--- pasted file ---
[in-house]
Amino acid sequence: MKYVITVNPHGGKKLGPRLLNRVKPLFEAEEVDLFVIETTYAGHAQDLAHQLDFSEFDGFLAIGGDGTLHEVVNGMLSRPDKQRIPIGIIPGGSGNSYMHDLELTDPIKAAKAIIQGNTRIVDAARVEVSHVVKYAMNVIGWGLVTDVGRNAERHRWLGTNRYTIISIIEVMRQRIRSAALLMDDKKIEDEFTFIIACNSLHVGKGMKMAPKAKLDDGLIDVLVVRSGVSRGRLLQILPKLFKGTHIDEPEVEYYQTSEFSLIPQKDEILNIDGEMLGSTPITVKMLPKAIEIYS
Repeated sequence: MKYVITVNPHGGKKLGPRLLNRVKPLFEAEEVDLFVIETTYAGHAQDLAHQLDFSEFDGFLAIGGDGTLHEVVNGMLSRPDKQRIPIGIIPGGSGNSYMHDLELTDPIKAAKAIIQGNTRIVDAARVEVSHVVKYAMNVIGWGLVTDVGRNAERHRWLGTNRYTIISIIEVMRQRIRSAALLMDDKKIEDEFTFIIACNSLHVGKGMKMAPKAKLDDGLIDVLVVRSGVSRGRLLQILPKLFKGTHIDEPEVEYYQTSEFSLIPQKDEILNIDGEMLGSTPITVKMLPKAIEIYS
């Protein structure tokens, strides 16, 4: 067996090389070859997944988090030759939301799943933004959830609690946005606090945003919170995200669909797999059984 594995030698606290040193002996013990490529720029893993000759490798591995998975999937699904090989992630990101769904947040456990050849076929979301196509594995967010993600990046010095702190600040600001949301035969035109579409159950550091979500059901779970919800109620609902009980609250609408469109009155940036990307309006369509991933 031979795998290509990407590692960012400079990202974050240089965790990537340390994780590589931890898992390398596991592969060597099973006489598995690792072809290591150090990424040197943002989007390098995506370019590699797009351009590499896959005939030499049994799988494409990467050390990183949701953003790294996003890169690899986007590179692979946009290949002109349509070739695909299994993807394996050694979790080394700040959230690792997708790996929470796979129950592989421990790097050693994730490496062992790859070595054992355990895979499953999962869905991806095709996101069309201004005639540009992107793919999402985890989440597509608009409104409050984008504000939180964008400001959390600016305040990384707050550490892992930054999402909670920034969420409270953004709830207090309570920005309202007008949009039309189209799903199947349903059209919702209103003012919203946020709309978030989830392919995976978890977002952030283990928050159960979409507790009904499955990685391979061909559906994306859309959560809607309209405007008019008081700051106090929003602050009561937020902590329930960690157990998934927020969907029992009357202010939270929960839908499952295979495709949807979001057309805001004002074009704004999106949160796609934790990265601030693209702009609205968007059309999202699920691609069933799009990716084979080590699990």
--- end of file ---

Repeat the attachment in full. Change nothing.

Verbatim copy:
[in-house]
Amino acid sequence: MKYVITVNPHGGKKLGPRLLNRVKPLFEAEEVDLFVIETTYAGHAQDLAHQLDFSEFDGFLAIGGDGTLHEVVNGMLSRPDKQRIPIGIIPGGSGNSYMHDLELTDPIKAAKAIIQGNTRIVDAARVEVSHVVKYAMNVIGWGLVTDVGRNAERHRWLGTNRYTIISIIEVMRQRIRSAALLMDDKKIEDEFTFIIACNSLHVGKGMKMAPKAKLDDGLIDVLVVRSGVSRGRLLQILPKLFKGTHIDEPEVEYYQTSEFSLIPQKDEILNIDGEMLGSTPITVKMLPKAIEIYS
Repeated sequence: MKYVITVNPHGGKKLGPRLLNRVKPLFEAEEVDLFVIETTYAGHAQDLAHQLDFSEFDGFLAIGGDGTLHEVVNGMLSRPDKQRIPIGIIPGGSGNSYMHDLELTDPIKAAKAIIQGNTRIVDAARVEVSHVVKYAMNVIGWGLVTDVGRNAERHRWLGTNRYTIISIIEVMRQRIRSAALLMDDKKIEDEFTFIIACNSLHVGKGMKMAPKAKLDDGLIDVLVVRSGVSRGRLLQILPKLFKGTHIDEPEVEYYQTSEFSLIPQKDEILNIDGEMLGSTPITVKMLPKAIEIYS
């Protein structure tokens, strides 16, 4: 067996090389070859997944988090030759939301799943933004959830609690946005606090945003919170995200669909797999059984 594995030698606290040193002996013990490529720029893993000759490798591995998975999937699904090989992630990101769904947040456990050849076929979301196509594995967010993600990046010095702190600040600001949301035969035109579409159950550091979500059901779970919800109620609902009980609250609408469109009155940036990307309006369509991933 031979795998290509990407590692960012400079990202974050240089965790990537340390994780590589931890898992390398596991592969060597099973006489598995690792072809290591150090990424040197943002989007390098995506370019590699797009351009590499896959005939030499049994799988494409990467050390990183949701953003790294996003890169690899986007590179692979946009290949002109349509070739695909299994993807394996050694979790080394700040959230690792997708790996929470796979129950592989421990790097050693994730490496062992790859070595054992355990895979499953999962869905991806095709996101069309201004005639540009992107793919999402985890989440597509608009409104409050984008504000939180964008400001959390600016305040990384707050550490892992930054999402909670920034969420409270953004709830207090309570920005309202007008949009039309189209799903199947349903059209919702209103003012919203946020709309978030989830392919995976978890977002952030283990928050159960979409507790009904499955990685391979061909559906994306859309959560809607309209405007008019008081700051106090929003602050009561937020902590329930960690157990998934927020969907029992009357202010939270929960839908499952295979495709949807979001057309805001004002074009704004999106949160796609934790990265601030693209702009609205968007059309999202699920691609069933799009990716084979080590699990």